Punters prepare to turn into WAP-man

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The Independent Online

WAP. It sounds like one of the noises Batman's knuckles used to make when they connected with The Penguin. If you have not already heard of the latest thing in mobile-phone technology, however, prepare to do so, because Ladbrokes is prepared to bet millions of pounds that it will change the way the British bet. And Ladbrokes, unlike most of their customers, generally back winners.

WAP. It sounds like one of the noises Batman's knuckles used to make when they connected with The Penguin. If you have not already heard of the latest thing in mobile-phone technology, however, prepare to do so, because Ladbrokes is prepared to bet millions of pounds that it will change the way the British bet. And Ladbrokes, unlike most of their customers, generally back winners.

What WAP stands for - Wireless Application Protocol - is much less important than what it does. WAP-enabled mobiles, the first of which are already on sale, can access and display internet pages on their screens. Or, to be precise, pared-down pages based on text rather than complex graphics, which should make it possible to use your phone to track breaking news, weather forecasts and football scores - not to mention the latest show on the 3.20 from Kempton Park.

Nor is it a one-way process. Like all the best new technologies these days, WAP is interactive. You should - in theory, anyway - be able to place bets by pressing a few buttons, and WAP-based betting, in association with the phone-maker Ericsson, was among plans unveiled by Ladbrokes this week. Others, part of an investment plan which will be backed up by £5m-worth of marketing, included a tax-free internet betting site based in Gibraltar, to be launched next week, and a deal with leading digital television providers to offer interactive TV betting within the next few months.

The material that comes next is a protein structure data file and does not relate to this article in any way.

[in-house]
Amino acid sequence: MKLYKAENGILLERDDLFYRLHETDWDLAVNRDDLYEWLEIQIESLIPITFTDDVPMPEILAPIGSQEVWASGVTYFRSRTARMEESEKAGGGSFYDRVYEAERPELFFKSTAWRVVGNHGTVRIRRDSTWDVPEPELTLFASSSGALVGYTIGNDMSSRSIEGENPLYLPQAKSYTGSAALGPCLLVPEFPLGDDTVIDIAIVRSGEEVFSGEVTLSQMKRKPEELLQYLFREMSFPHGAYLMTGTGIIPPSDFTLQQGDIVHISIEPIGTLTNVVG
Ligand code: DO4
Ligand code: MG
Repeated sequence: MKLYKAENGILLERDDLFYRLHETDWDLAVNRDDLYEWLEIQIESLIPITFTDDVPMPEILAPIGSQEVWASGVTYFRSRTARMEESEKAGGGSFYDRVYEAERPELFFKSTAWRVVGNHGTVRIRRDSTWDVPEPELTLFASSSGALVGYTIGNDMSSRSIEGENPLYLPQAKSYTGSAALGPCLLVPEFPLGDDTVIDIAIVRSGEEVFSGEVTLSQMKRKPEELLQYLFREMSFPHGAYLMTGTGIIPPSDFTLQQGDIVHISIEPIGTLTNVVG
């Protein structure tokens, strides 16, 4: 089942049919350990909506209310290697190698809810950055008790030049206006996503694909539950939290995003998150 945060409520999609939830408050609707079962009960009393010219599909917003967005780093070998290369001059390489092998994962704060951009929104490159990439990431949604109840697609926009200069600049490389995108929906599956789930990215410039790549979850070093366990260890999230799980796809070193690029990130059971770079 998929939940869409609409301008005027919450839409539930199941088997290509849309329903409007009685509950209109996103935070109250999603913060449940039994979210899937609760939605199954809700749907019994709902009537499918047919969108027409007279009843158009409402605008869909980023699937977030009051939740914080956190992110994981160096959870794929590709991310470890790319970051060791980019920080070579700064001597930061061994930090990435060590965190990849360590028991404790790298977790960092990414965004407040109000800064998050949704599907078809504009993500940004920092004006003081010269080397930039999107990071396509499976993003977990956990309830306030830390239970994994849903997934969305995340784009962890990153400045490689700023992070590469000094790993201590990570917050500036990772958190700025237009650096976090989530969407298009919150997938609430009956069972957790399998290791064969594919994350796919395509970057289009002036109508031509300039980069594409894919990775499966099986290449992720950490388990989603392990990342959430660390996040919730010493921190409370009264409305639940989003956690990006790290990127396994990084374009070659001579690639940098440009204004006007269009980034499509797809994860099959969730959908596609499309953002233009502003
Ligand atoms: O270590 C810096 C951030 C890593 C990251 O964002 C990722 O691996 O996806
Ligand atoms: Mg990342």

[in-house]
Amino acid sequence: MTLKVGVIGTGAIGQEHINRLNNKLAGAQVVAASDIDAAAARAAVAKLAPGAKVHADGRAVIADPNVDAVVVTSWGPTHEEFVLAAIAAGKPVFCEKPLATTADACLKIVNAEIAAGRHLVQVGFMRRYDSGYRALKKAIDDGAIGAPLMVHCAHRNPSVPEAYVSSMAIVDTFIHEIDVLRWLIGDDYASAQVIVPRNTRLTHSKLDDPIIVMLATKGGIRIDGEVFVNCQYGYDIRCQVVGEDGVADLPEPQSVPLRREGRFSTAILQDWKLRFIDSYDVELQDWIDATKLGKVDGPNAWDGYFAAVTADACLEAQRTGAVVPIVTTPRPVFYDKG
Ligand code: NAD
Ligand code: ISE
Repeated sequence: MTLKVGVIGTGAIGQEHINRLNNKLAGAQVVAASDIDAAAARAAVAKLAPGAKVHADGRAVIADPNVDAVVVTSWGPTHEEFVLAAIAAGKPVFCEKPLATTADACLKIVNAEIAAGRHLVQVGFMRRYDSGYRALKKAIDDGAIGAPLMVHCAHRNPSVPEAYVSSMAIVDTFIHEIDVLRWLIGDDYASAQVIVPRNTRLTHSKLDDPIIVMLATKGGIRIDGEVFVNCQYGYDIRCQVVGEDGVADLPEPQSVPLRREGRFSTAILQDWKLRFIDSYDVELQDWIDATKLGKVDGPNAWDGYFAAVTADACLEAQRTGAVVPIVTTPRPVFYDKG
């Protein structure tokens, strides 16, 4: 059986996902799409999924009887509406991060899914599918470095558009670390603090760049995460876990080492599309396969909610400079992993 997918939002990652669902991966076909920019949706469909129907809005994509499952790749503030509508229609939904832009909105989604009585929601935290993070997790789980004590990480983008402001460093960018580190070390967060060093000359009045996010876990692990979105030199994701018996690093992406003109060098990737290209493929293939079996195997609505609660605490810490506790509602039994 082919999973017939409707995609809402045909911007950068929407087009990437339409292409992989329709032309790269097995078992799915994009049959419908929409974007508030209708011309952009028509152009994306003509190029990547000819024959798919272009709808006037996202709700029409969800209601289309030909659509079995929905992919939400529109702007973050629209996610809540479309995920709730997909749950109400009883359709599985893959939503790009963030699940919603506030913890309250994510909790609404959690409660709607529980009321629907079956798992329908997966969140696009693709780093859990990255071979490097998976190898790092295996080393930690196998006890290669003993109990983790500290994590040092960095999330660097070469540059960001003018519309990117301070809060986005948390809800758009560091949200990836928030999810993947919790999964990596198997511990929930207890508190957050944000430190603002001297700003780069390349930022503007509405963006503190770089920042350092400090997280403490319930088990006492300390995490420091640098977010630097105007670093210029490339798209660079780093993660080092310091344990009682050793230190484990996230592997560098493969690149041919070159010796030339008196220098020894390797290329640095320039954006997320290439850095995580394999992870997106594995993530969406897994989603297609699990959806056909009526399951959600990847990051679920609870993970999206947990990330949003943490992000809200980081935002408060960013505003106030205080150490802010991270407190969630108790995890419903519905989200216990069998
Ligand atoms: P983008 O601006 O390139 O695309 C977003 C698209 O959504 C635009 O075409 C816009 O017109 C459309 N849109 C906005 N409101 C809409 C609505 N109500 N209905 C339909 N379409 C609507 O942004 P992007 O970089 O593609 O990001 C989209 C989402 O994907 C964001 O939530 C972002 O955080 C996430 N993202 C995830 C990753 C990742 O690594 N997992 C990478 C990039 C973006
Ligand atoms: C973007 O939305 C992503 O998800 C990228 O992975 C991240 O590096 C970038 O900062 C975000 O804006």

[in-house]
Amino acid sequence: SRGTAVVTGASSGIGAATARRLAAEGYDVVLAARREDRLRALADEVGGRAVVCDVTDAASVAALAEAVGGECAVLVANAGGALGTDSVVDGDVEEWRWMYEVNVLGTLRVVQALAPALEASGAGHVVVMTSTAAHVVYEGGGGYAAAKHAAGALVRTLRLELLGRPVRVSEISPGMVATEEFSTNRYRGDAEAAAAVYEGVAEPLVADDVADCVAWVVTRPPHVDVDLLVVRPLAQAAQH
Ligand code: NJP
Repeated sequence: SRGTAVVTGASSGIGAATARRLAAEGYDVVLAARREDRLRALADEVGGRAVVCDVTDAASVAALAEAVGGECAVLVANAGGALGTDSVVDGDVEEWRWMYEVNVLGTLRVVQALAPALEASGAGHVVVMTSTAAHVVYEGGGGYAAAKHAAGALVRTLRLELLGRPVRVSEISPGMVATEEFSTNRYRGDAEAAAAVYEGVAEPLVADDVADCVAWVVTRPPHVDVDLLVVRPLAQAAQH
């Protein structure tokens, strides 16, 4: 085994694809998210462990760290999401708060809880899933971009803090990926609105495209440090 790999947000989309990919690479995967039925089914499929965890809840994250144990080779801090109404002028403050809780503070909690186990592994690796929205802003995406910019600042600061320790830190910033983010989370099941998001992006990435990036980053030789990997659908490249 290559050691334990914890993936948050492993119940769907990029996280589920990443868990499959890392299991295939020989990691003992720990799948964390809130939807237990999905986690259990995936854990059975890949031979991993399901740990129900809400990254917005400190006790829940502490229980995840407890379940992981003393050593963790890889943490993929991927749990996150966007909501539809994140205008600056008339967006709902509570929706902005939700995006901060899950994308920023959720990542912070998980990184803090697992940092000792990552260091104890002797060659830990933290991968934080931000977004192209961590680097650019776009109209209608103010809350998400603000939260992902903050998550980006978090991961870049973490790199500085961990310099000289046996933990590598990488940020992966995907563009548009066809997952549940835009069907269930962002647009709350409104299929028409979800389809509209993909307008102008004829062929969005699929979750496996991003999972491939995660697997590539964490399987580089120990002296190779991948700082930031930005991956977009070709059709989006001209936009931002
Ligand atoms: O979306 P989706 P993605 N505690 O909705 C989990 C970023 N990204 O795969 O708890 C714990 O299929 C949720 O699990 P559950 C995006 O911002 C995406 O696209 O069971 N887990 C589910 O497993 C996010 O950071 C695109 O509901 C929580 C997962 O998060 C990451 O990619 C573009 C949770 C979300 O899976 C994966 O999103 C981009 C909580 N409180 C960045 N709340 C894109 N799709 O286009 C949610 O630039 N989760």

Yesterday, meanwhile, Ascot announced that the first three races on its card this Saturday will be broadcast on the internet, thanks to a deal between the course's website, the BBC - which will also show the same races - and the Sporting Life website, www.sportinglife.com.

Since the pictures on even the fastest computer will be way below what would normally be thought of as broadcast quality, even the most e-friendly punters will probably prefer to watch events unfold on the Beeb. Many backers around the world do not have that option, though, and for them, the chance to watch live European racing on the internet will be a notable first.

It is these same punters, in fact, that Ladbrokes and Britain's other leading bookies have most in mind as they make the huge leap from bets scrawled on scraps of paper to e-wagers launched by the click of a mouse. Online betting will be a billion-pound industry is the foreseeable future, and everyone wants a slice of the action.

Domestically, they are seeking to change not only the way people bet, but the very people who do it. In terms of boosting their share price - which in the case of Hilton/Ladbrokes, has dropped by almost 50 per cent in 12 months - the traditional betting shop is a lost cause. No matter how bright and welcoming the modern shop may be, the market it caters for is as old and stubborn as the nicotine stains they can never quite manage to shift from the ceiling.

The new target market is the 80 per cent of people who never place a bet beyond the Lottery and perhaps the Grand National. For them, a private transaction conducted via a mobile or a television remote control could be ideal. There is no risk that Aunt Ada will spot them going into the betting shop, nor do they need to encounter the smoke, swearing and airborne diseases that lurk within.

What this new, smarter class of backer is likely to be betting on, however, is sport, especially football, rather than racing. This is not good news for a sport which, currently at least, depends on a fraction of horse-racing betting turnover for most of its funding.

Get decent pictures as well as betting data on to mobiles and the net, though, and it might be another story, particularly among foreign-based backers wanting to bet on racing which is perceived to be as straight as it gets.

For both mediums, this should be the next big leap forward, and for mobiles in particular, it is closer than you might imagine. The one certainty about every ugly technological acronym is that there will be a worse one close behind, and no sooner has WAP arrived than people are talking about UMTS. It stands - since you had to ask - for Universal Mobile Telecommunications System - and could bring watchable pictures to mobiles within three years.

People are already happy to walk around with hands-free mobiles, apparently talking to themselves like village idiots, so presumably yelling "gowarnmysahn" at your phone will in time become just as acceptable. Bookmakers believe they have seen the future, and it involves their customers being one big WAPpy family.

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